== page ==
Lead beneficary on WP4
EPFL is a public institution founded in 1969, mainly funded by the Swiss Confederation. EPFL is one of the top-ranked institutions in the world for the high quality of its teaching and research. Open to Switzerland and the world, EPFL is centered on its three missions: teaching, research and technology transfer.
The EMC Laboratory belongs to the Electrical Engineering Institute of EPFL and has over 30 years of activity both in teaching and research in EMC. The research activities of the EMC Lab are mainly concerned with the characterization of the electromagnetic environment due to lightning and other sources, as well as the modelling of electromagnetic field coupling to transmission lines and cables. The EMC Lab has participated in several national and international projects related with electromagnetic compatibility. Members of the Group have participated and participate in the elaboration of various international guides and standards dealing with lightning protection, in the framework of IEEE, CIGRE, and CIRED working groups. In the field of lightning electromagnetics, the EPFL EMC Laboratory has developed in collaboration with the University of Bologna a model describing the spatial-temporal distribution of lightning current (the so-called MTLE model), which is largely used by the scientific community dealing with lightning and lightning protection. The EMC Laboratory also developed a model describing the interaction of electromagnetic fields with transmission lines (the so-called Rachidi model) which is extensively used for the evaluation of lightning indirect effects in aircraft wiring.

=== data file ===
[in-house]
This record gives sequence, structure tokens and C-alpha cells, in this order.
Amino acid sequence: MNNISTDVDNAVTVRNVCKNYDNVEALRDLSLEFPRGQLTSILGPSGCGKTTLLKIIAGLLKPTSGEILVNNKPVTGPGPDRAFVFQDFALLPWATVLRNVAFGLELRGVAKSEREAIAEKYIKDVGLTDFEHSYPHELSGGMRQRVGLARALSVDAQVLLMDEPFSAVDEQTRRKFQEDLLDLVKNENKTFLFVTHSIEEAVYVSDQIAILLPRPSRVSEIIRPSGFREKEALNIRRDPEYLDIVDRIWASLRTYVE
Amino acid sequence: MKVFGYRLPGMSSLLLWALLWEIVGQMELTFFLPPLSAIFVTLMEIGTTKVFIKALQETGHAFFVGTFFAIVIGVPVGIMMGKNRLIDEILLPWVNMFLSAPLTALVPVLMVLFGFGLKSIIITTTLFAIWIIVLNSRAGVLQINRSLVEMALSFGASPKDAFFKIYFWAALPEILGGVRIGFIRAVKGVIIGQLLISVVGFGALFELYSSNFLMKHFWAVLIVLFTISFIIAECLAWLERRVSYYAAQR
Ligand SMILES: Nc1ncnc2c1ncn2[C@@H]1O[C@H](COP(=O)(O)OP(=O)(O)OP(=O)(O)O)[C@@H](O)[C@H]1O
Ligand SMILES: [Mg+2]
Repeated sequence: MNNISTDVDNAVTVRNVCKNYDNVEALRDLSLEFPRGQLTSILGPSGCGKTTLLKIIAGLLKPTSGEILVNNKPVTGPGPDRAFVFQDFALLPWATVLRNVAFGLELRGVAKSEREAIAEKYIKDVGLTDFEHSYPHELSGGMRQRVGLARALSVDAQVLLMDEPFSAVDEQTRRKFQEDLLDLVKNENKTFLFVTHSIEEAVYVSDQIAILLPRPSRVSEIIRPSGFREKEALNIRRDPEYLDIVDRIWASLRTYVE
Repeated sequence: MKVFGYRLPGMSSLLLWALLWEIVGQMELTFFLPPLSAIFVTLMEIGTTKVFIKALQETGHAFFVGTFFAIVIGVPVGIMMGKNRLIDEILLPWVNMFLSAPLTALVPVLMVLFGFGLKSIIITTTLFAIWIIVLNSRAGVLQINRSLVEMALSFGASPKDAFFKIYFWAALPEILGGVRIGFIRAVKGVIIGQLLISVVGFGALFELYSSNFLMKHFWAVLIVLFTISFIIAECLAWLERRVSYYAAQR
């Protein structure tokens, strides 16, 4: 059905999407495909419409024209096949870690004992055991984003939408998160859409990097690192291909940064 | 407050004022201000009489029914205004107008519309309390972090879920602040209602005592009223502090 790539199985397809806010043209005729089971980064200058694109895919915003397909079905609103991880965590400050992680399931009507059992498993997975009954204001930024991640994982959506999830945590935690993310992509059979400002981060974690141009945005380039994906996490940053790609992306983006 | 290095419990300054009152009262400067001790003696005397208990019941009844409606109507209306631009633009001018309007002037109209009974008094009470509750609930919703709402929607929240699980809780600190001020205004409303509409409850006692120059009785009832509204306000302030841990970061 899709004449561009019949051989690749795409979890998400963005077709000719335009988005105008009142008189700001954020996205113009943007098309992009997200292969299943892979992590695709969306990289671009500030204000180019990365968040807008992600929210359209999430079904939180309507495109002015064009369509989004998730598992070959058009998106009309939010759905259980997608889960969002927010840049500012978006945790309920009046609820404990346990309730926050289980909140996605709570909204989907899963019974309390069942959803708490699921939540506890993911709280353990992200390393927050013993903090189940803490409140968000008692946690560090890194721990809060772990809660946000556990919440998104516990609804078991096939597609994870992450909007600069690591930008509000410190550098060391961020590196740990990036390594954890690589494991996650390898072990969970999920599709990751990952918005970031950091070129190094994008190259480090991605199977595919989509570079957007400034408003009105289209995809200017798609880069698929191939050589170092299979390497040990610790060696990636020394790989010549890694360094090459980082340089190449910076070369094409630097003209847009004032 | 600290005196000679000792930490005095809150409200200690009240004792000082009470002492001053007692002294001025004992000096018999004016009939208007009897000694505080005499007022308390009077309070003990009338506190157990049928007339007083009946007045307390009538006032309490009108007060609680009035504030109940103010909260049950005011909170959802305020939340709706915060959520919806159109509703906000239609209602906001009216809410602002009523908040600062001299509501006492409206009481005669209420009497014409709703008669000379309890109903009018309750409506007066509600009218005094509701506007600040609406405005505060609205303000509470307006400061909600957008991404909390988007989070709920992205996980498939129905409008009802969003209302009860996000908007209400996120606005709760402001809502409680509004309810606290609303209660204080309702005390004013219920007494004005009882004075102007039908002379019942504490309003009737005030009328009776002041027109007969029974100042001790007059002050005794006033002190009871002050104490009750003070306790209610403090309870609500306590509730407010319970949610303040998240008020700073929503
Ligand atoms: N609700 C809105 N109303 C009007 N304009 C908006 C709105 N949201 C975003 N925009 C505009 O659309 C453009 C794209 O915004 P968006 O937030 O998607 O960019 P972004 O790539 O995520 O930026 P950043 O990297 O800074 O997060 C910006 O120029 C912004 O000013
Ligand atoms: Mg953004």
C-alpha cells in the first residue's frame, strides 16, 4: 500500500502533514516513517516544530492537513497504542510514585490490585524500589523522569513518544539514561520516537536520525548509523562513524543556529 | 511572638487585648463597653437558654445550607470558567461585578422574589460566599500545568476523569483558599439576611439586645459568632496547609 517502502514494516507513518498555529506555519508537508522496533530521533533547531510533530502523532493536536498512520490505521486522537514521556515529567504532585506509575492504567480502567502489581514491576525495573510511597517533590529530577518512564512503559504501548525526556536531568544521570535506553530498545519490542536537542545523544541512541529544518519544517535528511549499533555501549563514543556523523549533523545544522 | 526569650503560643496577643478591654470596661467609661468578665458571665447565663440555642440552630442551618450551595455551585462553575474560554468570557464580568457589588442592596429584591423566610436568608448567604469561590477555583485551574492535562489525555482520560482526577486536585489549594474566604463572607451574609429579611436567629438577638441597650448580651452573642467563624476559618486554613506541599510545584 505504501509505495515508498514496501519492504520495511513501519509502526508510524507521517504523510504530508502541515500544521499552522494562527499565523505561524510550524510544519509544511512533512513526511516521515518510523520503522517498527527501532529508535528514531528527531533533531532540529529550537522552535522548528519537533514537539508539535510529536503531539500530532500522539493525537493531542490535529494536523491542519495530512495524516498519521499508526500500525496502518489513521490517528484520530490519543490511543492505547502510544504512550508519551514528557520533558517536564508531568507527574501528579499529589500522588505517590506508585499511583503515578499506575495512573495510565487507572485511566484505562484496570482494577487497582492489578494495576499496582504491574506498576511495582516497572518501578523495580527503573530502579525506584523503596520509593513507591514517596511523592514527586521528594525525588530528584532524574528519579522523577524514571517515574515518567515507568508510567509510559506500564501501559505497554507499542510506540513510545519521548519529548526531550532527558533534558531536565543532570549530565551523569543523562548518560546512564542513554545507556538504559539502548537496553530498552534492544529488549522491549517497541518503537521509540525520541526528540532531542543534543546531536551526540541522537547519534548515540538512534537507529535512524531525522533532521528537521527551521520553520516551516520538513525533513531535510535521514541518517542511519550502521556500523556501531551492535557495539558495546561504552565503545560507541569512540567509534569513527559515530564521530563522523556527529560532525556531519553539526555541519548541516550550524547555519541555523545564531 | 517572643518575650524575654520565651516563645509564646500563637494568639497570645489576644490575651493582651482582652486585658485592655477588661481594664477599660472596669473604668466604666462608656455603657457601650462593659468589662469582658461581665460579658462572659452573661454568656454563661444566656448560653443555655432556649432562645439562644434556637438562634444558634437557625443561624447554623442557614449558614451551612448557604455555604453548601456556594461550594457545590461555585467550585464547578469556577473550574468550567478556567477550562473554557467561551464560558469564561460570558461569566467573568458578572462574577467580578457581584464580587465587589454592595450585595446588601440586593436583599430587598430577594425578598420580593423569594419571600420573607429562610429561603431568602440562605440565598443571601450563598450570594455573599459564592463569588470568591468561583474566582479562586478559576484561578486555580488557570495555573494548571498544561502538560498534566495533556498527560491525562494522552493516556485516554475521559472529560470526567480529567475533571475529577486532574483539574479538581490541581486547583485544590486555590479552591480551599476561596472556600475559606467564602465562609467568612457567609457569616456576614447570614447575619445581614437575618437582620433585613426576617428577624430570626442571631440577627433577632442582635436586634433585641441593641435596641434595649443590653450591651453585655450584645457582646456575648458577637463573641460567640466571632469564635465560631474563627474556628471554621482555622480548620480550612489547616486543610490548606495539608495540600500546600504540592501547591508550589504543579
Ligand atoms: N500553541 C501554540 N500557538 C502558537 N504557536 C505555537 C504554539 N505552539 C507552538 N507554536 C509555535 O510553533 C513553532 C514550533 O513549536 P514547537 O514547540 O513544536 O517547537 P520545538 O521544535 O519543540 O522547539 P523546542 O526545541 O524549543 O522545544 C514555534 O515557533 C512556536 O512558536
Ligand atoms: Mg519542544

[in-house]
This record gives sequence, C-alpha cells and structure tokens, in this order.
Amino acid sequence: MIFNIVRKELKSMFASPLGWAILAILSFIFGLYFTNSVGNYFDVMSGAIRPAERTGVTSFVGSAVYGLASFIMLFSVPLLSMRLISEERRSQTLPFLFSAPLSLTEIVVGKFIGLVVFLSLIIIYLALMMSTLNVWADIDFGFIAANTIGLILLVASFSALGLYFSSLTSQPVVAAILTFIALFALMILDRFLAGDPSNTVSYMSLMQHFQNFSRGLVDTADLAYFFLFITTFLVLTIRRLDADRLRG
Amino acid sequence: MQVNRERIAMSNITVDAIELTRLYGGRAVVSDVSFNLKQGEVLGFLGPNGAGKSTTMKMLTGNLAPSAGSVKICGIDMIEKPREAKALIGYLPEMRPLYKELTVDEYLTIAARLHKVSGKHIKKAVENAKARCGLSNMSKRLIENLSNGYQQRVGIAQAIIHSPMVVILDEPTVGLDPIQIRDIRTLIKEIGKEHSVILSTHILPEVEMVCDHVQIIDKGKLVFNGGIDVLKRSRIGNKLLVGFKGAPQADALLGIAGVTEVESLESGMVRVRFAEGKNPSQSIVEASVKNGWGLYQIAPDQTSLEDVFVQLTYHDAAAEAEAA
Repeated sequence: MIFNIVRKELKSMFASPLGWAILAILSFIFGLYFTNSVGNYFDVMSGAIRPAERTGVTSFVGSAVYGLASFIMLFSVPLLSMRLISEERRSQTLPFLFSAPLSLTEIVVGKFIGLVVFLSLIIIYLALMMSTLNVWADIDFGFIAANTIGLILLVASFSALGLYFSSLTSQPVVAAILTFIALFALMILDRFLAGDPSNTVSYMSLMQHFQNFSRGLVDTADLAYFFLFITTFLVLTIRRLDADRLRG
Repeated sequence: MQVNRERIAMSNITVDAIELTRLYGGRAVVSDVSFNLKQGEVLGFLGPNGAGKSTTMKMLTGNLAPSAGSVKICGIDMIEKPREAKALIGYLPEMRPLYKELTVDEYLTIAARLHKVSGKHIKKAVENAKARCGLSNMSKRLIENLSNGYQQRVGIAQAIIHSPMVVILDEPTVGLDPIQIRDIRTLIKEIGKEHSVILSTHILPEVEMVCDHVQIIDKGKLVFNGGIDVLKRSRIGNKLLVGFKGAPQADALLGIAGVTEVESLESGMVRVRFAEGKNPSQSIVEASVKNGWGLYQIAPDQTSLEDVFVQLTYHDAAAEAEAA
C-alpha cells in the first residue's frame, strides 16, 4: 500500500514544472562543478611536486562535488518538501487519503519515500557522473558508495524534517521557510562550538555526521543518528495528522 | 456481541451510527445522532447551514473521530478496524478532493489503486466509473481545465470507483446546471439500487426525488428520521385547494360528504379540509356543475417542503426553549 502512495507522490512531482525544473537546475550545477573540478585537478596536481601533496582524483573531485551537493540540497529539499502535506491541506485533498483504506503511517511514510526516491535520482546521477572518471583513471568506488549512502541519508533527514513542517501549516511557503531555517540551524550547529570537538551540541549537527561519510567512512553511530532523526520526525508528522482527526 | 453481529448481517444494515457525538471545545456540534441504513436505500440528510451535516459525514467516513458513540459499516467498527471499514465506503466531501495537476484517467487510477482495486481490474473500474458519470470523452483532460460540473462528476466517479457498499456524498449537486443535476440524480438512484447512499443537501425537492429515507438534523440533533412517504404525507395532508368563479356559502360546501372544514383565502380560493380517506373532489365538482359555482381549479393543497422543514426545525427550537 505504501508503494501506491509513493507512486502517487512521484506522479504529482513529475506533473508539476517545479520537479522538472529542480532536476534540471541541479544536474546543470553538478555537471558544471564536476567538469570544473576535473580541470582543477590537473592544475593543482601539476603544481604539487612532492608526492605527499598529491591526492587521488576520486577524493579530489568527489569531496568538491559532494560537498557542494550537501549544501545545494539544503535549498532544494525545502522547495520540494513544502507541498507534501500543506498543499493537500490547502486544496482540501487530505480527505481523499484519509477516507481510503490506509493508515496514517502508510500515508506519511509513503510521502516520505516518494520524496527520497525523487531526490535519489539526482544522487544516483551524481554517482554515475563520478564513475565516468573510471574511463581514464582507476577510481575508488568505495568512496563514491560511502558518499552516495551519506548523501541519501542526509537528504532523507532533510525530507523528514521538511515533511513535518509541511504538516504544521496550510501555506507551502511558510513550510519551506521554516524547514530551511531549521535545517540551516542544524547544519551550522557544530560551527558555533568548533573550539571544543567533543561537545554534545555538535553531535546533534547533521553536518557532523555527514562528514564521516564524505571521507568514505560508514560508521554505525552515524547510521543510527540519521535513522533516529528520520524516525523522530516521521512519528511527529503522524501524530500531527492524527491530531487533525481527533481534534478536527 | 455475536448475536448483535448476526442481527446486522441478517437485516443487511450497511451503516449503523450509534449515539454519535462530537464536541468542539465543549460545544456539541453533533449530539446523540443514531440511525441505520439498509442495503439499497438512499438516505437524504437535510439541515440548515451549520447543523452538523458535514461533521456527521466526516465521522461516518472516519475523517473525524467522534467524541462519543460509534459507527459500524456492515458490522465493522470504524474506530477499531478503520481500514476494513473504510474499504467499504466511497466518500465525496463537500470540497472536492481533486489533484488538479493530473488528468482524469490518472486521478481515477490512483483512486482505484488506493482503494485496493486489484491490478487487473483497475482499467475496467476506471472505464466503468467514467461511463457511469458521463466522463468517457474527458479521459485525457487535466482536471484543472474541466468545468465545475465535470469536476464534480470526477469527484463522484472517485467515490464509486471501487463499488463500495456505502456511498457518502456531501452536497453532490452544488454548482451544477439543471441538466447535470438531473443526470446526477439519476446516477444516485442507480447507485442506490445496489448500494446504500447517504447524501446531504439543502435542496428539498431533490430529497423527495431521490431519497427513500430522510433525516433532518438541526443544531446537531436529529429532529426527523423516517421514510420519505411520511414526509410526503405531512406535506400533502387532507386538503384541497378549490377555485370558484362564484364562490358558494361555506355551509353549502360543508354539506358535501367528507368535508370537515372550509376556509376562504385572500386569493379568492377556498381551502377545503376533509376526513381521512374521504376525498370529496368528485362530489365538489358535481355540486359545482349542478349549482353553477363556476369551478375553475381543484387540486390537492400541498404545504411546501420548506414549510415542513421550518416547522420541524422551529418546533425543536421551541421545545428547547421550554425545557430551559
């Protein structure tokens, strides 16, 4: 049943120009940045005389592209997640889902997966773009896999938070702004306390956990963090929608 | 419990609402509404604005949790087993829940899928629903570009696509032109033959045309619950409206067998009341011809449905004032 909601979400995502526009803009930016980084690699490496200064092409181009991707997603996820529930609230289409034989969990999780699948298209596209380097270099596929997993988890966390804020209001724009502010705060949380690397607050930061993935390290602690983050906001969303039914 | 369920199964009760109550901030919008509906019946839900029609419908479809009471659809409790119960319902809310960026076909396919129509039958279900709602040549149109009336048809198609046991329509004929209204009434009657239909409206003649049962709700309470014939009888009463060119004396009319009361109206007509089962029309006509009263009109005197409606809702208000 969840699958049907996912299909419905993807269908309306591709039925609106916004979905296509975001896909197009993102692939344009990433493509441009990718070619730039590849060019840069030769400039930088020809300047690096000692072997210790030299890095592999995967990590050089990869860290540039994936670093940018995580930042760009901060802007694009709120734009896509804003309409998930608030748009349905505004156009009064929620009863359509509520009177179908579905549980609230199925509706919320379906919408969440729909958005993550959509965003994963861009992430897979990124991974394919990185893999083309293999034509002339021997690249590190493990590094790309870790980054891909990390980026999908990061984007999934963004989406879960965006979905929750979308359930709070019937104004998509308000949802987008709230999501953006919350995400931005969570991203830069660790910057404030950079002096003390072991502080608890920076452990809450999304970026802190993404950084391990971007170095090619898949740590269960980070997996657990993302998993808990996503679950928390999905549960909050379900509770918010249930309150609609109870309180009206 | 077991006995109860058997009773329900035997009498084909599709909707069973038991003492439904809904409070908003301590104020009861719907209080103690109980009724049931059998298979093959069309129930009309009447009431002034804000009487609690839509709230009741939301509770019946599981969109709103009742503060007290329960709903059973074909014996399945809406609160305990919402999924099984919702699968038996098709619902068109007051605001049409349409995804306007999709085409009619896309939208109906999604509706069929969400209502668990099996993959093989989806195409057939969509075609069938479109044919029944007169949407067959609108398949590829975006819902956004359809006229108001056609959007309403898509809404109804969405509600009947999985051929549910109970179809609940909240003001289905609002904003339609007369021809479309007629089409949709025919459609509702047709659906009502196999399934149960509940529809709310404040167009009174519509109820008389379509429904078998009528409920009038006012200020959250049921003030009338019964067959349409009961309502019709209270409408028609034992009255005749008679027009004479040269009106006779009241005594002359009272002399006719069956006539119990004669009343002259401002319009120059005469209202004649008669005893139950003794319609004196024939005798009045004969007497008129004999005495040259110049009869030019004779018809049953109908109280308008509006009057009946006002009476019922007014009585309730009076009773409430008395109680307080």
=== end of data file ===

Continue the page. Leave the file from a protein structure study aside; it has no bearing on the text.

Within an international project funded by the Swiss National Science Foundation, the SER and the European COST Action P18, the Laboratory instrumented with the HES-SO a new station on the Säntis telecommunications tower for an accurate measurement of lightning current parameters using advanced and modern equipment with remote monitoring and GPS synchronization. The site is operational since June 2010 and, as of today, more than 500 flashes have been successfully recorded by the system.
The EPFL team